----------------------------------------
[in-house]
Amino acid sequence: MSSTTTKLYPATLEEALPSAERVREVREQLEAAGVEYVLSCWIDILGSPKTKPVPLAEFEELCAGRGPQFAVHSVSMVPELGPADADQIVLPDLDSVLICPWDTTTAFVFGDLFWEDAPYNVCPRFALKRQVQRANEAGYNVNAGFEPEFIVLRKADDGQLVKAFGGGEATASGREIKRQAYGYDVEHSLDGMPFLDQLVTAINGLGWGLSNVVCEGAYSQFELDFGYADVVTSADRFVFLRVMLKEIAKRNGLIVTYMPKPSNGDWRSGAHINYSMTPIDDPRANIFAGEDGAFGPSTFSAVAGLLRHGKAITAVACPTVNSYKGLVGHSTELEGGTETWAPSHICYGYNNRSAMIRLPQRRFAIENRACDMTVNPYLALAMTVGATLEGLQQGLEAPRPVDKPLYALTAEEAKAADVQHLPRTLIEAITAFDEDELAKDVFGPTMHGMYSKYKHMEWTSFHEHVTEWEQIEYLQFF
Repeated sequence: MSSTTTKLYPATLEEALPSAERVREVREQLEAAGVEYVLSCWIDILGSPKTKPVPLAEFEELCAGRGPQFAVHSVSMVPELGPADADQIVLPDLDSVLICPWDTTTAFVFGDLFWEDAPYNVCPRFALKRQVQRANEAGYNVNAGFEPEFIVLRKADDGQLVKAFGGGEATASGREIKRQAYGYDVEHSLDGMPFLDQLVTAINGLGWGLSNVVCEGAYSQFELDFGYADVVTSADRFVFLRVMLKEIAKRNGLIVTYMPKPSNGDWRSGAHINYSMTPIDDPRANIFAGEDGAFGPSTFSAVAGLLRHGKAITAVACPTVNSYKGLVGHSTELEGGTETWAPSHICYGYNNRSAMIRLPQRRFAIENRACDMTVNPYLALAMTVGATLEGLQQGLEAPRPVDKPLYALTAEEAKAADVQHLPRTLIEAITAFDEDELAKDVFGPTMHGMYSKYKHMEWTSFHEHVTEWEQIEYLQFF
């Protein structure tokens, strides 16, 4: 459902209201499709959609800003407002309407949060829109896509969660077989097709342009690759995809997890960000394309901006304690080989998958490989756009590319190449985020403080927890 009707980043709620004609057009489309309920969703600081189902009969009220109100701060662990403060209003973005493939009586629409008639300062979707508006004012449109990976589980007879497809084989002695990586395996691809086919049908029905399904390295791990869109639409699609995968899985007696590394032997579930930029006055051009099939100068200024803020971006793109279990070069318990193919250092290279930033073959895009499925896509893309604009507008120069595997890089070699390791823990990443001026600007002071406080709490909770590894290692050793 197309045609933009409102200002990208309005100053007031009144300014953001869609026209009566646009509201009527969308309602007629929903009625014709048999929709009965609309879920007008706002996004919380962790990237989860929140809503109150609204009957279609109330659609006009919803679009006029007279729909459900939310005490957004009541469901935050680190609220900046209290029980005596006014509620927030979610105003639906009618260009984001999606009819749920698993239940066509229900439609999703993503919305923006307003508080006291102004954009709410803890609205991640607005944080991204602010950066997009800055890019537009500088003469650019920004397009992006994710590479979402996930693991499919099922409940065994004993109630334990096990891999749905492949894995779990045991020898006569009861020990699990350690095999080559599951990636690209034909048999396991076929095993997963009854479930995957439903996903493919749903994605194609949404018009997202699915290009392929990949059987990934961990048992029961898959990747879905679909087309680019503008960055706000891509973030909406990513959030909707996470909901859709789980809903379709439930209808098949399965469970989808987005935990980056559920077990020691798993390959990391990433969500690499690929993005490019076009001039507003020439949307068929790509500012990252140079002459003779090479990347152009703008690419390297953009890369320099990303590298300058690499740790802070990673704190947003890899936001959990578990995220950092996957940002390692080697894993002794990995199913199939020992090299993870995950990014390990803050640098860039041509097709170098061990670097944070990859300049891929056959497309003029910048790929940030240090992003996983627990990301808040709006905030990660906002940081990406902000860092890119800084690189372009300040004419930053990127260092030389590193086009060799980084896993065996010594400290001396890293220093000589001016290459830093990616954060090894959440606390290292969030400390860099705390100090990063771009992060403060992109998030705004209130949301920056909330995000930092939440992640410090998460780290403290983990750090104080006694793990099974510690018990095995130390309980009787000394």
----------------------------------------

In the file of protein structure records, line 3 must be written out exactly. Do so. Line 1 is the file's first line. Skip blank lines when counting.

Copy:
Repeated sequence: MSSTTTKLYPATLEEALPSAERVREVREQLEAAGVEYVLSCWIDILGSPKTKPVPLAEFEELCAGRGPQFAVHSVSMVPELGPADADQIVLPDLDSVLICPWDTTTAFVFGDLFWEDAPYNVCPRFALKRQVQRANEAGYNVNAGFEPEFIVLRKADDGQLVKAFGGGEATASGREIKRQAYGYDVEHSLDGMPFLDQLVTAINGLGWGLSNVVCEGAYSQFELDFGYADVVTSADRFVFLRVMLKEIAKRNGLIVTYMPKPSNGDWRSGAHINYSMTPIDDPRANIFAGEDGAFGPSTFSAVAGLLRHGKAITAVACPTVNSYKGLVGHSTELEGGTETWAPSHICYGYNNRSAMIRLPQRRFAIENRACDMTVNPYLALAMTVGATLEGLQQGLEAPRPVDKPLYALTAEEAKAADVQHLPRTLIEAITAFDEDELAKDVFGPTMHGMYSKYKHMEWTSFHEHVTEWEQIEYLQFF